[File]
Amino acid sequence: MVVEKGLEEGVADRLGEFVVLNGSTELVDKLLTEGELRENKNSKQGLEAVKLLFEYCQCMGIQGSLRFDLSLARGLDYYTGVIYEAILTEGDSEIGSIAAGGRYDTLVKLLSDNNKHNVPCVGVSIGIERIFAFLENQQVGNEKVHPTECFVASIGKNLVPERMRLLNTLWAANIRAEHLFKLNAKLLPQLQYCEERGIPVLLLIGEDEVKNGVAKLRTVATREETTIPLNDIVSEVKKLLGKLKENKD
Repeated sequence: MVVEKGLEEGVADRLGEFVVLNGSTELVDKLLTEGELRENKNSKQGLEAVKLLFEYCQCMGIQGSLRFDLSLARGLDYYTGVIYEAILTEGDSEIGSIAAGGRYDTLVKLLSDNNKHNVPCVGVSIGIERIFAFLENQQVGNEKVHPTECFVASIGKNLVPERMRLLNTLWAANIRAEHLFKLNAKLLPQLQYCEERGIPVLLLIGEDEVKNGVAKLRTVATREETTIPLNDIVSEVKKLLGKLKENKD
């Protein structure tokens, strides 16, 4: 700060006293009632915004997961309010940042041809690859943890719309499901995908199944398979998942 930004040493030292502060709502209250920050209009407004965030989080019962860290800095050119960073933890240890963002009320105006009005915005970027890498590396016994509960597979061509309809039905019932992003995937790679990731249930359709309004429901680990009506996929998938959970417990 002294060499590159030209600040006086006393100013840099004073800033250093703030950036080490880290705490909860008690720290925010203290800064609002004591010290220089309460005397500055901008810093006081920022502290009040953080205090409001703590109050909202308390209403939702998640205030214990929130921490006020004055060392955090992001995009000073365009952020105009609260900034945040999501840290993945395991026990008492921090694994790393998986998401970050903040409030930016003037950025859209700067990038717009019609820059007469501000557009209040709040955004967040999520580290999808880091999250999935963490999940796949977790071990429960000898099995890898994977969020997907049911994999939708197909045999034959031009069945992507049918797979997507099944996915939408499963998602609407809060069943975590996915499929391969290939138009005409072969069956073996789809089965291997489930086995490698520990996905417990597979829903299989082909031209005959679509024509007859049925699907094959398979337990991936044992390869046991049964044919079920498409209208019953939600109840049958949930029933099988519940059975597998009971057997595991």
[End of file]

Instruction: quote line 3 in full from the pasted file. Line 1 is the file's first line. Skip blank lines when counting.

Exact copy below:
């Protein structure tokens, strides 16, 4: 700060006293009632915004997961309010940042041809690859943890719309499901995908199944398979998942 930004040493030292502060709502209250920050209009407004965030989080019962860290800095050119960073933890240890963002009320105006009005915005970027890498590396016994509960597979061509309809039905019932992003995937790679990731249930359709309004429901680990009506996929998938959970417990 002294060499590159030209600040006086006393100013840099004073800033250093703030950036080490880290705490909860008690720290925010203290800064609002004591010290220089309460005397500055901008810093006081920022502290009040953080205090409001703590109050909202308390209403939702998640205030214990929130921490006020004055060392955090992001995009000073365009952020105009609260900034945040999501840290993945395991026990008492921090694994790393998986998401970050903040409030930016003037950025859209700067990038717009019609820059007469501000557009209040709040955004967040999520580290999808880091999250999935963490999940796949977790071990429960000898099995890898994977969020997907049911994999939708197909045999034959031009069945992507049918797979997507099944996915939408499963998602609407809060069943975590996915499929391969290939138009005409072969069956073996789809089965291997489930086995490698520990996905417990597979829903299989082909031209005959679509024509007859049925699907094959398979337990991936044992390869046991049964044919079920498409209208019953939600109840049958949930029933099988519940059975597998009971057997595991």